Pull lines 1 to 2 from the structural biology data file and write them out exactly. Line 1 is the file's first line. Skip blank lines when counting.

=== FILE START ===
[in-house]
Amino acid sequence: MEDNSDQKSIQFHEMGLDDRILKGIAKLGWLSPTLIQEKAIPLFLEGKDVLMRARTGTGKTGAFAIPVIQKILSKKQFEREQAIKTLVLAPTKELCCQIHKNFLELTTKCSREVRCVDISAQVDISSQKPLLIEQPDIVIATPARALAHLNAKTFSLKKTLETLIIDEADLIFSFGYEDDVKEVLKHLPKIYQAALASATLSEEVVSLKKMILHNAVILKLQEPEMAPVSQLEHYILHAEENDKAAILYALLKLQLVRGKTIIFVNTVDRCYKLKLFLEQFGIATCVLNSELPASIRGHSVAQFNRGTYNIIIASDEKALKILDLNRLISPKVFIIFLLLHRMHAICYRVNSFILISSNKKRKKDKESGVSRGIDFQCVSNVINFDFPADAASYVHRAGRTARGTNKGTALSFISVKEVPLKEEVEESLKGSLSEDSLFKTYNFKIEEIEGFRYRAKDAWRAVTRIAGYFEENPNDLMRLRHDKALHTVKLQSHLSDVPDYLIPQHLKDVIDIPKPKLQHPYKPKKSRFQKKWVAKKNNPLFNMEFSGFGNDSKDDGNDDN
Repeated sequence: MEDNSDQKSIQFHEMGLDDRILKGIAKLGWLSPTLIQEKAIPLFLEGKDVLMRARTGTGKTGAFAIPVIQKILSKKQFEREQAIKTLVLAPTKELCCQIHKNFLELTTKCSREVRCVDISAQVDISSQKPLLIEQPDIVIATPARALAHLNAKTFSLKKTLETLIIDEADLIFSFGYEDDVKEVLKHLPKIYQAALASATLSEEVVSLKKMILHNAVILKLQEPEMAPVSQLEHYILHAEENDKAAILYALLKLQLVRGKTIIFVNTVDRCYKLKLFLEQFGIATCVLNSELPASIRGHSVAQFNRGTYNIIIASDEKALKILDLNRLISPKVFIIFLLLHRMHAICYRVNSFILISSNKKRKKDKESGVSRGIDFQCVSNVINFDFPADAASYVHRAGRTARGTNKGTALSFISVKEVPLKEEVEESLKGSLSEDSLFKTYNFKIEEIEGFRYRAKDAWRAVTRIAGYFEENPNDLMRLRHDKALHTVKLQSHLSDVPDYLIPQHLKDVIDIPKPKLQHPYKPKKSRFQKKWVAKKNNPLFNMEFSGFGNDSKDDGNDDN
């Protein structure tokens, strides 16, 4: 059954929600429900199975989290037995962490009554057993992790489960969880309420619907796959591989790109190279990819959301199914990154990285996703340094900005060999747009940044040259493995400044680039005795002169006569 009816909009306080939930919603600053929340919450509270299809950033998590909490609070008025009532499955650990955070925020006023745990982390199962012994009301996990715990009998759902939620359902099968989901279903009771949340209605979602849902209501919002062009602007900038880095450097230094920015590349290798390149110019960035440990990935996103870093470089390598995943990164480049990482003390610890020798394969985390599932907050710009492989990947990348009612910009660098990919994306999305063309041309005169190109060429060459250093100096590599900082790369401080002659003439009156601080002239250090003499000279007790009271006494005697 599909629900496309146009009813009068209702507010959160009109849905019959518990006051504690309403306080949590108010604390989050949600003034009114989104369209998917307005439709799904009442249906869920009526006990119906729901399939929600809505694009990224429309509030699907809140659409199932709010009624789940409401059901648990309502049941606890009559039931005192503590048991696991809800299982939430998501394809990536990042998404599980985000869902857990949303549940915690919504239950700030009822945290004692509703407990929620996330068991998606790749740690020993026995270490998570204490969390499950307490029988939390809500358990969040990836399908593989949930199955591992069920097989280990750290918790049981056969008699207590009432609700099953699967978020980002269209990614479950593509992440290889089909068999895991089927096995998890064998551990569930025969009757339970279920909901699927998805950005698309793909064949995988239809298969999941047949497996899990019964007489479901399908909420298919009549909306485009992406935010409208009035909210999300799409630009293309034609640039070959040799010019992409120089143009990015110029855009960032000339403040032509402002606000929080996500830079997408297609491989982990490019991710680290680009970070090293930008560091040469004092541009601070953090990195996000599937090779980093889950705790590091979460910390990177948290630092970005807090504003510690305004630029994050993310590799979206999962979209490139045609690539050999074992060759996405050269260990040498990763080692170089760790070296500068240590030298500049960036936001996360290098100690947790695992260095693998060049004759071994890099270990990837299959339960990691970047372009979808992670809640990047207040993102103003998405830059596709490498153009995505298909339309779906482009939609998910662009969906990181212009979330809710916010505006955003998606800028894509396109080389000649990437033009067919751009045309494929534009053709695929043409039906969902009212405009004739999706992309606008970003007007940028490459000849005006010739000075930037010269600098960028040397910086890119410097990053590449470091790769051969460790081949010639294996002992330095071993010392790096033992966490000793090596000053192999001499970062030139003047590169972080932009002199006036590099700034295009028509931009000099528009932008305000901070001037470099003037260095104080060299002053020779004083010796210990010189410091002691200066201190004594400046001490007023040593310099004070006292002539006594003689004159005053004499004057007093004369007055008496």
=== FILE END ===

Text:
[in-house]
Amino acid sequence: MEDNSDQKSIQFHEMGLDDRILKGIAKLGWLSPTLIQEKAIPLFLEGKDVLMRARTGTGKTGAFAIPVIQKILSKKQFEREQAIKTLVLAPTKELCCQIHKNFLELTTKCSREVRCVDISAQVDISSQKPLLIEQPDIVIATPARALAHLNAKTFSLKKTLETLIIDEADLIFSFGYEDDVKEVLKHLPKIYQAALASATLSEEVVSLKKMILHNAVILKLQEPEMAPVSQLEHYILHAEENDKAAILYALLKLQLVRGKTIIFVNTVDRCYKLKLFLEQFGIATCVLNSELPASIRGHSVAQFNRGTYNIIIASDEKALKILDLNRLISPKVFIIFLLLHRMHAICYRVNSFILISSNKKRKKDKESGVSRGIDFQCVSNVINFDFPADAASYVHRAGRTARGTNKGTALSFISVKEVPLKEEVEESLKGSLSEDSLFKTYNFKIEEIEGFRYRAKDAWRAVTRIAGYFEENPNDLMRLRHDKALHTVKLQSHLSDVPDYLIPQHLKDVIDIPKPKLQHPYKPKKSRFQKKWVAKKNNPLFNMEFSGFGNDSKDDGNDDN